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Connections
## Connections among variables D-s s-A A-o
## Connections among variables D-s_t s_t-A A-o s_t-B B-s_t+1
## Connections among variables D-s_t s_t-A A-o s_t-B B-s_t+1 C>G G>π
## Connections among variables D-s_t s_t-A A-o s_t-B B-s_t+1 C>G G>π E>π β-γ γ>π
The main difference between [Dynamic Perception] and [Dynamic Perception with Policy Selection] is that the latter includes additional connections among variables involving C, G, and π.
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Initial parameterization
## Initial Parameterization
D={0.5,0.5}
o={1,0}
## Initial Parameterization
## Initial Parameterization
## Initial Parameterization


The only difference between [Dynamic Perception] and [Dynamic Perception with Policy Selection] seems to be the title of their initial parameterization section.
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Equations
## Equations \text{softmax}(\ln(D)+\ln(\mathbf{A}^\top o))
## Equations s_{tau=1}=softmax((1/2)(ln(D)+ln(B^dagger_tau*s_{tau+1})+ln(trans(A)o_tau) s_{tau>1}=softmax((1/2)(ln(D)+ln(B^dagger_tau*s_{tau+1})+ln(trans(A)o_tau)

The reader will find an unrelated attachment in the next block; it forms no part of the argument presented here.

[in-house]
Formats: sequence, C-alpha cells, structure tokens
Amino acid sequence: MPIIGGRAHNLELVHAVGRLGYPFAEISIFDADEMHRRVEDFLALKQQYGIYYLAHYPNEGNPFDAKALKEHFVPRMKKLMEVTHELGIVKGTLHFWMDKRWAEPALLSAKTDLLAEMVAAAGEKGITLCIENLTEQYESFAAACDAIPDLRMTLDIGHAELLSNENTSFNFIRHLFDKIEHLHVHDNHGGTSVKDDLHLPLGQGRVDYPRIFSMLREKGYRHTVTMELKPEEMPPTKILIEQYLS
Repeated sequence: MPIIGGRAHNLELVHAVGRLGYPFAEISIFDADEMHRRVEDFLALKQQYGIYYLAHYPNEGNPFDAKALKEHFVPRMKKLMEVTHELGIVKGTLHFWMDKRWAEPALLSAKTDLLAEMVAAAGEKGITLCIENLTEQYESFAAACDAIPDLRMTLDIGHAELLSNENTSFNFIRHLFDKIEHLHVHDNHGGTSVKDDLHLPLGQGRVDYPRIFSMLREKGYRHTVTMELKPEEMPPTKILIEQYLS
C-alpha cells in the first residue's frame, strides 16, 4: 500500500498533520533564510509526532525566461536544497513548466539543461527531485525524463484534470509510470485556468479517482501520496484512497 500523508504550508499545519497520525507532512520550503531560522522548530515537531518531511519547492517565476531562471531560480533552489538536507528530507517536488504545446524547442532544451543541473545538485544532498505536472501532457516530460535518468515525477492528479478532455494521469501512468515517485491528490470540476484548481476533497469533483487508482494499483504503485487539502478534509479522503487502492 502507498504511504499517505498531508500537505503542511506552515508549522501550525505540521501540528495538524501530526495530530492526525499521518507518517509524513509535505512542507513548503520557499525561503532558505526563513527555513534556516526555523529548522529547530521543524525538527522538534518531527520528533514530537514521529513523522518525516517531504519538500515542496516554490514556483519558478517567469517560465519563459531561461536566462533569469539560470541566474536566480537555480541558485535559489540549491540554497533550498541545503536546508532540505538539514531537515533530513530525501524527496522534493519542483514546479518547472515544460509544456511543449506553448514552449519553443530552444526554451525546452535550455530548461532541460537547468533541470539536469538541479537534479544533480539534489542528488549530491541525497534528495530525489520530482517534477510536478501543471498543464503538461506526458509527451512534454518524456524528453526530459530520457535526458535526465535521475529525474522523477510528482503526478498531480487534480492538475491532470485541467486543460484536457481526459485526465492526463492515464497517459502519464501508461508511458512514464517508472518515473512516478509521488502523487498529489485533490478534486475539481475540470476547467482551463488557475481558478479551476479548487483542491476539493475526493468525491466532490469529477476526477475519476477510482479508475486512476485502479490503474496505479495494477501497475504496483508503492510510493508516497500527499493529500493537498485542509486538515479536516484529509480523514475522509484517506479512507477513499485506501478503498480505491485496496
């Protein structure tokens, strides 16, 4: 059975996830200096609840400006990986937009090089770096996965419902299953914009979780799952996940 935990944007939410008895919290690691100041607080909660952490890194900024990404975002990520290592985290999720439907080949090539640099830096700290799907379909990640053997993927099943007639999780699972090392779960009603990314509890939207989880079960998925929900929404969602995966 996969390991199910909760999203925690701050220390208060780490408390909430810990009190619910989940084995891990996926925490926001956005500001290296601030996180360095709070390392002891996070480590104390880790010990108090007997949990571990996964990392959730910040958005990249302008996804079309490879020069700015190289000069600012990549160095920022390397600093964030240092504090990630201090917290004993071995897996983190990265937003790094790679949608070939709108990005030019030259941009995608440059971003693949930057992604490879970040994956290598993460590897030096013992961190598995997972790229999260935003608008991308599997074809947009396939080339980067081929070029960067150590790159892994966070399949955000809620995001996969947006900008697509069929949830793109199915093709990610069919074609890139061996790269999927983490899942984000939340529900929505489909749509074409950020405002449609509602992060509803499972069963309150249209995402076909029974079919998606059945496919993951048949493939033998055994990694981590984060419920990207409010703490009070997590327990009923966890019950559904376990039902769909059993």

## Equations
s_{pi, tau=1}=sigma((1/2)(lnD+ln(B^dagger_{pi, tau}s_{pi, tau+1}))+lnA^T*o_tau)

s_{pi, tau>1}=sigma((1/2)(ln(B_{pi, tau-1}s_{pi, tau-1})+ln(B^dagger_{pi, tau}s_{pi, tau+1}))+lnA^T*o_tau)

G_pi=sum_tau(A*s_{pi, tau}*(ln(A*s_{pi, tau})-lnC_tau)-diag(A^TlnA)*s_{pi, tau})

pi=sigma(-G)
## Equations
F_pi = sum_tau (s_{pi, tau} * (ln(s_{pi, tau}) - (1/2)*(ln(B_{pi, tau-1}s_{pi, tau-1}) + ln(B^dagger_{pi, tau}s_{pi, tau+1})) - A^T*o_tau))

pi_0=sigma(lnE-gamma*G)

pi=sigma(lnE-F-gamma*G)

p(gamma)=Gamma(1,beta)

E[gamma]=gamma=1/beta

beta=beta-beta_{update}/psi

beta_{update}=beta-beta_0+(pi-pi_0)*(-G)
The main difference between [Dynamic Perception] and [Dynamic Perception with Policy Selection] is that the latter includes a policy selection component, which involves a function for selecting an optimal policy for a given task. This is reflected in the updated equations for s_{pi, tau=1} and s_{pi, tau>1}, as well as the inclusion of the additional term G_pi and the final policy calculation pi=sigma(-G).